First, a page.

A central bank, reserve bank, or monetary authority, is an entity responsible for the monetary policy of its country or of its group of member states. In most countries, the central bank is state-owned and has a minimal degree of autonomy to allow for the possibility of government intervention in monetary policy. An “independent central bank” is one that operates under rules designed to prevent political interference.
Examples of independent central banks include the U.S. Federal Reserve, the Bank of England, the Reserve Bank of India, the Bank of Japan, the Deutsche Bundesbank, the Bank of Canada, the Reserve Bank of Australia, and the European Central Bank. The primary responsibility of the central bank is to maintain the stability of the national currency and money supply, though more active duties include controlling subsidized loan interest rates, and acting as the lender of last resort to the private banking sector during times of financial crisis.
A central bank may also have supervisory powers to ensure that private banks and other financial institutions do not behave recklessly or fraudulently. Thus, the central bank’s function is to maintain economic stability by storing and regulating the flow of money in its country, or larger area of responsibility, much as various organs in the human body regulate the production and flow of blood, including the production and flow of red and white blood cells, to support the health of the body as a whole.
Historically, the body of human society has suffered ill health, as has its economic system, including the collapse of several banking systems. As humankind develops greater maturity and a peaceful world of harmony and co-prosperity is established, the economic system, including the banking system, will enjoy greater health and the central bank will be able to develop effective policies and implement them successfully.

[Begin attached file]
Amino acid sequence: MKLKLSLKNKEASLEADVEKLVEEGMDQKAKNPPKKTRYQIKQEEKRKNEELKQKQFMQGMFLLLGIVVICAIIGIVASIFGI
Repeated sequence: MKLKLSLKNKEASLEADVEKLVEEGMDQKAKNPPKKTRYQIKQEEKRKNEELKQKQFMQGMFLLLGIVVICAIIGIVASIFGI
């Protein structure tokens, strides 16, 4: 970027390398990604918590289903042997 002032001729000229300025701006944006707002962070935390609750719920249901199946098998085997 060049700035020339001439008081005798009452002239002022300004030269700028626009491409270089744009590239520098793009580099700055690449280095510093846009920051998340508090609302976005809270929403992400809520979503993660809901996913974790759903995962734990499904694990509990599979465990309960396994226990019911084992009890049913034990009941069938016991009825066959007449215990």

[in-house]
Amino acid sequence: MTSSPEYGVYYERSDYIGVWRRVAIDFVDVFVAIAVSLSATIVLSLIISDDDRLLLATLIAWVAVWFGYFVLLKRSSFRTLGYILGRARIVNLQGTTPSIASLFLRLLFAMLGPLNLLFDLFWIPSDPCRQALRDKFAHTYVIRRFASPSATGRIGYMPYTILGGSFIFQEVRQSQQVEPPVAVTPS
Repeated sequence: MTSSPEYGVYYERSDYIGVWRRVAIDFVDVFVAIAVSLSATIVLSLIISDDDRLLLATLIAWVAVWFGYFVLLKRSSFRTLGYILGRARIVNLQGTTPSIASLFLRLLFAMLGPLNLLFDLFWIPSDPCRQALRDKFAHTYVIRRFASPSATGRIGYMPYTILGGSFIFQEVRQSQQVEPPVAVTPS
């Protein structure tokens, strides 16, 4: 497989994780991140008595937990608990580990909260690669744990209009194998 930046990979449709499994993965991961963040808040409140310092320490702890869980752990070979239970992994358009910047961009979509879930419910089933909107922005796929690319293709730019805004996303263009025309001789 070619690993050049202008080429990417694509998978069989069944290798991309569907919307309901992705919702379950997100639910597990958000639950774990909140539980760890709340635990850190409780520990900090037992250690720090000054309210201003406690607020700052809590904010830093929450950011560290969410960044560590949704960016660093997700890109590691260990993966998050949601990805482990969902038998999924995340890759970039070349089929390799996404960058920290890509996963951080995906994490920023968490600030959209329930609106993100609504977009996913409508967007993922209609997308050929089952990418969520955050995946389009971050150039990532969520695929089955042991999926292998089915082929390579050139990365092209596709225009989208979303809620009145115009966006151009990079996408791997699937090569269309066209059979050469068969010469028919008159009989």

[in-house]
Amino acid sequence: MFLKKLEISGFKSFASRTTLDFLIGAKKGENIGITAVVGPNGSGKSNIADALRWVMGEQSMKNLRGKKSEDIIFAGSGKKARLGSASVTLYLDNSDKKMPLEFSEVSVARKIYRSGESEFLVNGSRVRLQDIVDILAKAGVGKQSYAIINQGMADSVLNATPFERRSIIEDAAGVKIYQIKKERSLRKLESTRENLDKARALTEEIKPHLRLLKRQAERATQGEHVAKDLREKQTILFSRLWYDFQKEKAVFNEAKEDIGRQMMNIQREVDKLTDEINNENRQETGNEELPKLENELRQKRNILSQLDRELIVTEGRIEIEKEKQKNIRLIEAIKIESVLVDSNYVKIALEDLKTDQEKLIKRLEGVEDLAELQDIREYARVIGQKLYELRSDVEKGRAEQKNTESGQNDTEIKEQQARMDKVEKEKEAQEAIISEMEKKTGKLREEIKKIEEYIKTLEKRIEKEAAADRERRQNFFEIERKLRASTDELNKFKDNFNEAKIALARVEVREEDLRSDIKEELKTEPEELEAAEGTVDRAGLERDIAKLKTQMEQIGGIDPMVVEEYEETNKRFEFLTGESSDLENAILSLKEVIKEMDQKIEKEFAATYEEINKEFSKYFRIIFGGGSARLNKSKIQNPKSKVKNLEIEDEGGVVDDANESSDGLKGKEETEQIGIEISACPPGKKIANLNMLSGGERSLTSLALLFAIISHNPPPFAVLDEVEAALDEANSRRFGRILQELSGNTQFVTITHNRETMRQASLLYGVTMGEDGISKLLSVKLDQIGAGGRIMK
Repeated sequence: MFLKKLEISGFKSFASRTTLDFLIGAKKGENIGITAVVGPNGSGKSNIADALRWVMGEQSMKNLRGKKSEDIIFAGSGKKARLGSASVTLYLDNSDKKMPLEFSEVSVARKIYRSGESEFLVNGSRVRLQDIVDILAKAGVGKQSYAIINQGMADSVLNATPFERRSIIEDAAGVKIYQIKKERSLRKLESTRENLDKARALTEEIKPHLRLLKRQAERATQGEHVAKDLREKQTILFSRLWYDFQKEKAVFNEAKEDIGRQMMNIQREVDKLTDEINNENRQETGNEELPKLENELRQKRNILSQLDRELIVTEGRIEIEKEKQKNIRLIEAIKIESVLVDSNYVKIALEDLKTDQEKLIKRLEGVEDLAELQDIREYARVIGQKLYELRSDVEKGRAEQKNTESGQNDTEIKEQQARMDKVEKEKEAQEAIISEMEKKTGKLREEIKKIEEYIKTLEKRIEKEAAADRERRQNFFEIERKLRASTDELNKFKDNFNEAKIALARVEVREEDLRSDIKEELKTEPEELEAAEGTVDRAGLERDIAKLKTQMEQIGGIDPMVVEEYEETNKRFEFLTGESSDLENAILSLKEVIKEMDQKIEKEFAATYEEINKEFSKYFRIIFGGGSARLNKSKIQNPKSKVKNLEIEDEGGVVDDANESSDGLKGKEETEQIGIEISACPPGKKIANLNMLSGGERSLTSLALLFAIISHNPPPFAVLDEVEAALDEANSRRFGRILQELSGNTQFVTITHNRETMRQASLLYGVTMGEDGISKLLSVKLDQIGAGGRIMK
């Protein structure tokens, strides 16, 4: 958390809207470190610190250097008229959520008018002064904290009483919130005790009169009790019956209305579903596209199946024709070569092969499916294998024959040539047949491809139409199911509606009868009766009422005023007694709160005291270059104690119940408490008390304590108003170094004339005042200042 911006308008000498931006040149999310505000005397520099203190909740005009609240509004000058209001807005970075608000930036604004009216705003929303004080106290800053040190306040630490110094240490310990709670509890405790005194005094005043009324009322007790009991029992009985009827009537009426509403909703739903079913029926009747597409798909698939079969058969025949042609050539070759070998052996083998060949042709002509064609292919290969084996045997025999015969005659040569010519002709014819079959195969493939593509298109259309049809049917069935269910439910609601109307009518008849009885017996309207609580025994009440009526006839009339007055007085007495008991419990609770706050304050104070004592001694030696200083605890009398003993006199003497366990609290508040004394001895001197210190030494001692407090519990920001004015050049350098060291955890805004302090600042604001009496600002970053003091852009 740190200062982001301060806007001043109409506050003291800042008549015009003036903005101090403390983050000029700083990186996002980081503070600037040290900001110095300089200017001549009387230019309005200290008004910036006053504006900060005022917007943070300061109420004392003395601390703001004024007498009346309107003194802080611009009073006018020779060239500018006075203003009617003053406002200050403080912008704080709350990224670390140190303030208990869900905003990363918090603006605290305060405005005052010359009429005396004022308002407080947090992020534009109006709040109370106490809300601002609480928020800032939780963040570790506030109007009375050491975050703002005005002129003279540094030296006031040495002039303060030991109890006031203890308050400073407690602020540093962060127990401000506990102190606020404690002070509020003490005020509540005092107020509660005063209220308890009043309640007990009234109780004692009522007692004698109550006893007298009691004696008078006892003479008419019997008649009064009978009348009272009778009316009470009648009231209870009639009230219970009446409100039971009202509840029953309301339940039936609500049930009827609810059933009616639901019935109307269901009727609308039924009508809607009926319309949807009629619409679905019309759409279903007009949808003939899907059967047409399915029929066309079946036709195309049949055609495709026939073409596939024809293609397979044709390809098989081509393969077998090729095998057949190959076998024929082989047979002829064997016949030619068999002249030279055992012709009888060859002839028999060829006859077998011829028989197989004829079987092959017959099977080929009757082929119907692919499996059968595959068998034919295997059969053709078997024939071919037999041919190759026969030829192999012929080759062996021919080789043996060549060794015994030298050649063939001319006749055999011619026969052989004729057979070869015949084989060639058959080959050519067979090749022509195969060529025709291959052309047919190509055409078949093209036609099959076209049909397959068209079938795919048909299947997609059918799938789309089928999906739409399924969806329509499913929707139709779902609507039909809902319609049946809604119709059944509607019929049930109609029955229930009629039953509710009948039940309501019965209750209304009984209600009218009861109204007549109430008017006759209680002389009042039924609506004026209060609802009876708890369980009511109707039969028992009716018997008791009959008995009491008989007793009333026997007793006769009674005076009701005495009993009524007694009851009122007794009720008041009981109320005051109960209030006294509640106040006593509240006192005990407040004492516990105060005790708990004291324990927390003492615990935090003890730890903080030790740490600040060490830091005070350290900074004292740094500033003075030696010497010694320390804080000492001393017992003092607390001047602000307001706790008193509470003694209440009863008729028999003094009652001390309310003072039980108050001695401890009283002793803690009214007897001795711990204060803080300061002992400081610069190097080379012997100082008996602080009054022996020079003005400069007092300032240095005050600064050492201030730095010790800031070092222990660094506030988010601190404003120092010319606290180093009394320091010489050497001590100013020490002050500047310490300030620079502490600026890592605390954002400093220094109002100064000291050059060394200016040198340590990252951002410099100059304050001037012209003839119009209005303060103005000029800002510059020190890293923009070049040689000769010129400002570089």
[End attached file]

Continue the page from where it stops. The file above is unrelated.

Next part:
Central banks often serve as a nation’s principal monetary authority and maintain a list of fiscal responsibilities. These institutions regulate their nation’s money supply and credit and are responsible for issuing currency, managing the foreign exchange rate, and administering monetary policies to regulate economic conditions.
Central banks also manage their government’s stock register and gold reserves, and hold deposits representing the reserves of other banks. These institutions also conduct business appropriate to the protection of public interest.
A central bank acts as the fiscal agent of its government and is responsible for the supervision of commercial banks. Central banks fulfill the duties of primary bankers for their government and private banking branches and often operate as a monopoly in the issuance of banknotes. In its use of monetary policy, a central bank can change its nation’s money supply by adjusting the interest rate. In turn, the interest rate is used to manage inflation and the national exchange rate. A central bank can also influence commercial bank borrowing by setting the interest rate at an encouraging or discouraging level. In this way, a central bank maintains direct control over its nation’s economy.
In addition to fulfilling its range of responsibilities, a central bank will aim to maintain high levels of employment, efficient productivity, and stable market prices. Above all, central banks seek to monitor and foster their nation’s economic growth.
Despite their authority, central banks have limited powers to put their policies into effect. Even the U.S. Federal Reserve must engage in buying and selling to avoid financial crises and meet its targets.